Extracting the Digits and suitably organizing them for Searching is a problem. Thats where I tried to Use Linked Lists to store each and every digit in a number and then use them for searching because instead of calling a function to get the digit for comparing each time, I thought that would be simpler... Can U suggest an efficient way for this to be done.
I wouldn't use linked lists of digits - too many problems with memory use, extra indirections, and non-locality of reference. What programming language are you using? Just storing them as strings should be pretty good. But actually, extracting a specific digit is just a modulus and a division, so if you already know radix sort, by all means just look at that Wikipedia article and modify what you've done before very slightly. Performance will not be bad, because for each number, you only have to pick each digit out of it once in a radix sort.
I am using C... But the tought of Converting to Strings didnt even cross my mind!!
yes, but for each and every time we need to perform the modulus and division to extract the character. I thought it wud add to the complexity since each of the numbers can be of varied length(no. of digits) and so decided to go wit linked lists..
Well, assuming we're talking about `int` here rather than arbitrary-precision integers, to get the "first" digit of a number, you first get the order of magnitude (perhaps with a set of comparisons), in order to work out whether the first digit is the thousands digit, 100k digit, or whatever. Then you do the mod and division. That's not an enormous amount of work, and it certainly doesn't add to the complexity since it's all constant-time. Linked lists aren't usually fast. You could easily find that a single memory allocation takes longer than extracting all 12 digits one at a time.
Also bear in mind that as long as the basic algorithm is sound, a bit of arithmetic per item will rarely make your program run so slow that you'll notice. Radix sort is O(n), so the algorithm is sound. Write the simplest thing that works, test it, and if it's too slow change it. Personally, I would first write the code to use qsort as above, and only bother changing if I was unhappy with the resulting speed. Which may be quite likely in this case, but there's no point spending more time worrying about it in advance, than I would spend re-writing it if the first effort's no good.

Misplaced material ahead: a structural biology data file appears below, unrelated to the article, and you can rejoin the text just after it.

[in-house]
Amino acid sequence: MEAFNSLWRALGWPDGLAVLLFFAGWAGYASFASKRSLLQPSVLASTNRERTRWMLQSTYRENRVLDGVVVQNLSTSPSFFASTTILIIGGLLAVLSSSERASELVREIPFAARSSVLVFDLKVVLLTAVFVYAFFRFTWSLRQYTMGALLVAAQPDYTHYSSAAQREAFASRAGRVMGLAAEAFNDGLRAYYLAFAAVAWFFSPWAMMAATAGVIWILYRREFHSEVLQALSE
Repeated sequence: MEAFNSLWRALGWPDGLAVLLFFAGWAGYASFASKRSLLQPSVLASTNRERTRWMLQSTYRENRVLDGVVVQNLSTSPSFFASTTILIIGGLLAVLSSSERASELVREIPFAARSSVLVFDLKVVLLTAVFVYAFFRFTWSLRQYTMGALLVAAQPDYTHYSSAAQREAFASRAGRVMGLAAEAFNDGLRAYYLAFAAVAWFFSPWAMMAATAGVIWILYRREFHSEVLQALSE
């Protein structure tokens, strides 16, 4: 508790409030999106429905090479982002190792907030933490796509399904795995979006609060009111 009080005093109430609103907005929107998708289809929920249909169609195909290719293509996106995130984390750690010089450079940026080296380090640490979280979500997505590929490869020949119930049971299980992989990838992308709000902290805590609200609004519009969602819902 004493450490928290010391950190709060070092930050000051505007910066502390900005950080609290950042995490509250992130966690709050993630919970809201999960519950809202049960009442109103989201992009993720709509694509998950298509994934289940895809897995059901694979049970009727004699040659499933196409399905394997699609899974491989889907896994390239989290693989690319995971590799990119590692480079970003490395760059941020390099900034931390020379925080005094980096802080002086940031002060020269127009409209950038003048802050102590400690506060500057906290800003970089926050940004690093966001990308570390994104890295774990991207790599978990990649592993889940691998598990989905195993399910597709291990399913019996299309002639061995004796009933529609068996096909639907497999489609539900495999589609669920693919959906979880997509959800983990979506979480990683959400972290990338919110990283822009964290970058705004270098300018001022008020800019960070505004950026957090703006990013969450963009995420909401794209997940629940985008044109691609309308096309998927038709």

I think U r correct.. I should stop thinking about accessing individual digits and using linked lists instead. Thank U Steve Jessop...
@Steve: "you first get the order of magnitude (perhaps with a set of comparisons)" — `log10` would be a better choice there.
@Steve.. y r all the other solutions wrong??? they work fine for me!!
@You: maybe, but it deals in doubles. This introduces a set of uncertainties that I don't want to deal with in an integer problem - for example it's legal for `log10(1000)` to return `2.99999999`. Why bother handling that kind of nonsense? @Shyam: well, perhaps "wrong" is overstating the case. But you said you're worried about memory usage, and True Soft provides a solution which outputs the correct results as a stream. If you don't need the result as an array, it therefore offers the possibility of O(1) memory use.
+3  A:

Here is how you can do it with a recursive function (the code is in Java):

``````void doOperation(List<Integer> list, int prefix, int minimum, int maximum) {
for (int i = 0; i <= 9; i++) {
int newNumber = prefix * 10 + i;
if (newNumber >= minimum && newNumber <= maximum) {
}
if (newNumber > 0 && newNumber <= maximum) {
doOperation(list, newNumber, minimum, maximum);
}
}
}
``````

You call it like this:

``````List<Integer> numberList = new ArrayList<Integer>();
int min=1, max =100;
doOperation(numberList, 0, min, max);
System.out.println(numberList.toString());
``````

EDIT:

I translated my code in C++ here:

``````#include <stdio.h>

void doOperation(int list[], int &index, int prefix, int minimum, int maximum) {
for (int i = 0; i <= 9; i++) {
int newNumber = prefix * 10 + i;
if (newNumber >= minimum && newNumber <= maximum) {
list[index++] = newNumber;
}
if (newNumber > 0 && newNumber <= maximum) {
doOperation(list, index, newNumber, minimum, maximum);
}
}
}

int main(void) {
int min=1, max =100;
int* numberList = new int[max-min+1];
int index = 0;
doOperation(numberList, index, 0, min, max);
printf("[");
for(int i=0; i<max-min+1; i++) {
printf("%d ", numberList[i]);
}
printf("]");
return 0;
}
``````

Basically, the idea is: for each digit (0-9), I add it to the array if it is between `minimum` and `maximum`. Then, I call the same function with this digit as prefix. It does the same: for each digit, it adds it to the prefix (`prefix * 10 + i`) and if it is between the limits, it adds it to the array. It stops when `newNumber` is greater than maximum.